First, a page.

In Traditional Chinese Medicine, balanced daily routine is said to be a key to long healthy life. I think about my grandfather who was very organized; for example, he had his breakfast at 8:30am every morning. I could practically set my watch to it. And he lived fully to 92.
So let’s say you agree that routine is good. But can too much of a good thing become not so good? I’ll share my friend’s experience of getting herself out of a rut.
For five years, my friend started each day with a walk around her neighborhood. It energized her. Got her off to a good start to write. (She’s a poet.) Recently, however, she noticed her aversion to her walks. She just couldn’t get going in the morning. She had walked herself into a rut. (Imagine if she had walked on a dirt path–instead of concrete–for 1800 days; there might be an actual rut in the road.)
So one day, she decided to make just one change. Instead of turning left, when she stepped out, she turned right. That was it. She walked the exact same route, but in the opposite direction. And that one difference made all the difference she needed. She was more present on her walk, because she couldn’t go on automatic pilot. She noticed things anew. She’s now back to her healthful routine. With that one simple–but profoundly effective–change, she has gotten out of a rut.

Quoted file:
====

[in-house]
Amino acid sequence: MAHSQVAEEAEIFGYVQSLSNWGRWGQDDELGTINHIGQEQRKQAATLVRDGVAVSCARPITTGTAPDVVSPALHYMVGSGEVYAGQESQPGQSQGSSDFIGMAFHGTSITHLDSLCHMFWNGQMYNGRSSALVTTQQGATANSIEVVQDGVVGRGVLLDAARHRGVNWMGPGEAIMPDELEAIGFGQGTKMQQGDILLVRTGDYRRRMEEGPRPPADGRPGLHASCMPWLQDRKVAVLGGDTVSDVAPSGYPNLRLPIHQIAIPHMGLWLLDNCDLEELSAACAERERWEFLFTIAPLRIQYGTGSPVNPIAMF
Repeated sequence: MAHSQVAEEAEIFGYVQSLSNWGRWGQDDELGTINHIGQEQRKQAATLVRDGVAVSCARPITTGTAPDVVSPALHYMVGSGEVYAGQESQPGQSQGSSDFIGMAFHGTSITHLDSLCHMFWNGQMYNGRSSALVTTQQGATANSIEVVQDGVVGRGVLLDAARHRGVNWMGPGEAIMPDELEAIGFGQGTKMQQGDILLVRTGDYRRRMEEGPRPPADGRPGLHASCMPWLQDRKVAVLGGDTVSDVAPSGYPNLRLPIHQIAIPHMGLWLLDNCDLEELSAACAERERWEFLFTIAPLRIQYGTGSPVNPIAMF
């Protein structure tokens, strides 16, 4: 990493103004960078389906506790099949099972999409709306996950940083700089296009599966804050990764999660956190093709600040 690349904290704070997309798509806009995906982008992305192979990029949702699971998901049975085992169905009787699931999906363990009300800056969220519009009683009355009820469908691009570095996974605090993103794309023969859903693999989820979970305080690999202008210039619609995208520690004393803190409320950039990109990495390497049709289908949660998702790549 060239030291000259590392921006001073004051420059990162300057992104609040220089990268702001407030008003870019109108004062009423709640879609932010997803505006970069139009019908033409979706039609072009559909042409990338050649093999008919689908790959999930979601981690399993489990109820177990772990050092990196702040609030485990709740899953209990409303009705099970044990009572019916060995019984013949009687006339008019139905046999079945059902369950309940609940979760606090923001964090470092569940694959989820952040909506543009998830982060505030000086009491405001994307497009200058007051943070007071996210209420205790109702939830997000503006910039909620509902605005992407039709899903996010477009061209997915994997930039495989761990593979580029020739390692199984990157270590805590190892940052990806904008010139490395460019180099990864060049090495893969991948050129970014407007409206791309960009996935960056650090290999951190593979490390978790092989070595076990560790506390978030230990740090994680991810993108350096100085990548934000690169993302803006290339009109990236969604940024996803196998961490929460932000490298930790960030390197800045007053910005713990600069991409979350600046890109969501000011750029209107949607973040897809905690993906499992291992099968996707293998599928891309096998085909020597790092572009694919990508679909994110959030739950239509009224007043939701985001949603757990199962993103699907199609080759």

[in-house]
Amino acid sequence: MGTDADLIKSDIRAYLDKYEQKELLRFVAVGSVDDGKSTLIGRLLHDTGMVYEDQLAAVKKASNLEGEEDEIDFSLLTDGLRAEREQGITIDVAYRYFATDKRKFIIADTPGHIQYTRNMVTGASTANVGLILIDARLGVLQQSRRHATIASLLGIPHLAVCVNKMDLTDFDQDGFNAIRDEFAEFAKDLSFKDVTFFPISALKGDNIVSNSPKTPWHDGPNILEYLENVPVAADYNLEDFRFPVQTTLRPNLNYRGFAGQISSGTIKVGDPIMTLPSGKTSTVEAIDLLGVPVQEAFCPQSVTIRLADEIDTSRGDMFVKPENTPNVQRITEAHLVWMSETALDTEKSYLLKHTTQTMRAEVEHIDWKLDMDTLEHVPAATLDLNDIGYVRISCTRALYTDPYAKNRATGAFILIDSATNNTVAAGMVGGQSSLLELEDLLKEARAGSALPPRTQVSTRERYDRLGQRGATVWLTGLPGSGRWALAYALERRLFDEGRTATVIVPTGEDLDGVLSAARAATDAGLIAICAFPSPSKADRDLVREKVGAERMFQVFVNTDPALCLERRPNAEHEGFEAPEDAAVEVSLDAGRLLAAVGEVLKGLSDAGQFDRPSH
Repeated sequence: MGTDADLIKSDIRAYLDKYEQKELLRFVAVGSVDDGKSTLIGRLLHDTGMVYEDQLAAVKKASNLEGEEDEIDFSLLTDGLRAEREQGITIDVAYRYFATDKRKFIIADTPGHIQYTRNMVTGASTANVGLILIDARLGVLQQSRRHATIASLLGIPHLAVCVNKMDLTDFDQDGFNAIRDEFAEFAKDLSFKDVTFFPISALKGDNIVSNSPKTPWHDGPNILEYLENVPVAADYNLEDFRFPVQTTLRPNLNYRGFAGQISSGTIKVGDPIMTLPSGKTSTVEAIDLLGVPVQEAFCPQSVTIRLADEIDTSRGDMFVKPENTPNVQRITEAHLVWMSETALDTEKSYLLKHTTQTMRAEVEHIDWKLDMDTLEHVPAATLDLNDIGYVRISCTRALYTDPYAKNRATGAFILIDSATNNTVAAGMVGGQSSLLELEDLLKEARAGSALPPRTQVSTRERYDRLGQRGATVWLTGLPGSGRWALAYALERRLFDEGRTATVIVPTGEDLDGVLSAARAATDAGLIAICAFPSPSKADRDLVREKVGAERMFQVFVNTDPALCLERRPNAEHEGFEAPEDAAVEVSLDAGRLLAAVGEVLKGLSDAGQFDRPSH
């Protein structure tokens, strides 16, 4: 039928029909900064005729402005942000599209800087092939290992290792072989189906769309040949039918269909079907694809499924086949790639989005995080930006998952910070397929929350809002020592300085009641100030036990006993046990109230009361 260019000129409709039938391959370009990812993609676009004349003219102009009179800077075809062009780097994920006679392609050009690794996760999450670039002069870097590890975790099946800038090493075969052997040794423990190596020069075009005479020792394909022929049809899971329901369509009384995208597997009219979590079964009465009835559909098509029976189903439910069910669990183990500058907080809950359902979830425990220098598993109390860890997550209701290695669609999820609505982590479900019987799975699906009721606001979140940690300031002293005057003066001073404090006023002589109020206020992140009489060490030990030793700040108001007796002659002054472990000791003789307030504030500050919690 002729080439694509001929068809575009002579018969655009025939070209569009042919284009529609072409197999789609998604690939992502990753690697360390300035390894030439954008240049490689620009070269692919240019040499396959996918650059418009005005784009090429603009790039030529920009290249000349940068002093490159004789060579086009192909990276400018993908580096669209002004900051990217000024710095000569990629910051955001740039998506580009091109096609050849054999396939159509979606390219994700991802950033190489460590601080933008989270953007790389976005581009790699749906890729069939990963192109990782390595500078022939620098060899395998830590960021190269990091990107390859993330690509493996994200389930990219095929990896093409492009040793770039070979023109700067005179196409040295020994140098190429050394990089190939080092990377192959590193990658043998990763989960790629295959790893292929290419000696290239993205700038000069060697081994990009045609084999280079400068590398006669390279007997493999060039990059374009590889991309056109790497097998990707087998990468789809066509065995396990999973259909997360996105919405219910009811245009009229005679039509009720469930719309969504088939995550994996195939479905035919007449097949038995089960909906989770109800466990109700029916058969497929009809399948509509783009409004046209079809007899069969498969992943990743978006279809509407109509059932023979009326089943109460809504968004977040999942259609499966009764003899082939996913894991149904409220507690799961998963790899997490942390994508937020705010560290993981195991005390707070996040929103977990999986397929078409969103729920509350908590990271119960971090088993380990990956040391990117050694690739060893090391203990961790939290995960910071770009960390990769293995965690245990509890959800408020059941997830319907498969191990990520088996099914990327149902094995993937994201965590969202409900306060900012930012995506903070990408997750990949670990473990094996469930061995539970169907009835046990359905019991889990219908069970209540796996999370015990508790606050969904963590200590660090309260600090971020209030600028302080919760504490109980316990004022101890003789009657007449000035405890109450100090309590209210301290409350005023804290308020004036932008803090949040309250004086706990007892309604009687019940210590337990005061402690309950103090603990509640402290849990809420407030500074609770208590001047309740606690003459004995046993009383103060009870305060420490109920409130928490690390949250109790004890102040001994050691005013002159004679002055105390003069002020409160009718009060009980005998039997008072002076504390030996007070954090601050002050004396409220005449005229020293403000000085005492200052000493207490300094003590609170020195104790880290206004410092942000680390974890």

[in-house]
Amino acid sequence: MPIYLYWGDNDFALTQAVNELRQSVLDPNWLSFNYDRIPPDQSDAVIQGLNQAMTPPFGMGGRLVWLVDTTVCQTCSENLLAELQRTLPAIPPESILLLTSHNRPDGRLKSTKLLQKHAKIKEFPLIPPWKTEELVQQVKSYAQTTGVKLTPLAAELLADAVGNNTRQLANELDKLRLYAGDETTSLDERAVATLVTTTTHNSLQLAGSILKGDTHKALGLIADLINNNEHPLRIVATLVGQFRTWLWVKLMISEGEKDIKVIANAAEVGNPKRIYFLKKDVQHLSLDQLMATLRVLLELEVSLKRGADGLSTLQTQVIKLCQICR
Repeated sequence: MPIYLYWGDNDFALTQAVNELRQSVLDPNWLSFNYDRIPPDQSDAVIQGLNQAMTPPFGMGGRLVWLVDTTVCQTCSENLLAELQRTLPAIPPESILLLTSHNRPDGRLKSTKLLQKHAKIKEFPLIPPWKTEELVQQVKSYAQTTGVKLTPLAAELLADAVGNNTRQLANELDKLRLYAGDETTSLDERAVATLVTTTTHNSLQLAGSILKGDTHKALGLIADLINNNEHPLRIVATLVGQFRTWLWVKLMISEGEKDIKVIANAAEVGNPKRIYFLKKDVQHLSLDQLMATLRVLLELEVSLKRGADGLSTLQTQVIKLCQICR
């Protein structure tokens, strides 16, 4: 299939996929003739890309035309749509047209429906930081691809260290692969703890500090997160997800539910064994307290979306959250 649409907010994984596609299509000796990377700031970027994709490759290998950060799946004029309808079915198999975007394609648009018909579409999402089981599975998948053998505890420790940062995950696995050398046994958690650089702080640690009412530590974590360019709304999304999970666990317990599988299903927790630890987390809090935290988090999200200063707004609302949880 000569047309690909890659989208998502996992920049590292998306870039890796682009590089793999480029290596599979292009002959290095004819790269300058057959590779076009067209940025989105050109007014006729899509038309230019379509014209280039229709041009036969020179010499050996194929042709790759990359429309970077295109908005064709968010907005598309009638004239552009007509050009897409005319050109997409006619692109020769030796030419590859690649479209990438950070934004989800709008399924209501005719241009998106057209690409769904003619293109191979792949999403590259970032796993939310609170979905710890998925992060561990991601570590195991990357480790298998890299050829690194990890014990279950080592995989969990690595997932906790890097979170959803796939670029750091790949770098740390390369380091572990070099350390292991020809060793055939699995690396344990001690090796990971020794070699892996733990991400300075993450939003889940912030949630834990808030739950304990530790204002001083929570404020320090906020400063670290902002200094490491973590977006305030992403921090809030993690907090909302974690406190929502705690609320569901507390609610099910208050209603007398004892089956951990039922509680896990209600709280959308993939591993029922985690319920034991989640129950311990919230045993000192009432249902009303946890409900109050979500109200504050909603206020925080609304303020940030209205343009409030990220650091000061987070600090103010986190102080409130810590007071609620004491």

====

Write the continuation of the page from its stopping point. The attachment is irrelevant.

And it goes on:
What daily routine could you change by just one facet, to give you a fresh new experience?
- Use your non-dominant hand when doing everyday things. For example, if you’re right-handed, use your left hand to brush your teeth, button your shirt, open the door, stir your coffee or tea…
- Stimulate your other senses. For example, use touch, rather than sight, to pick out your clothes. Smell your lunch before you start eating; can you pick out the ingredients?
- Change your seat. Choose a new spot at the dinner table. Or try a new seat at your next meeting. You might get an entirely new view of things.
Please share rut-releasing tips that have worked for you!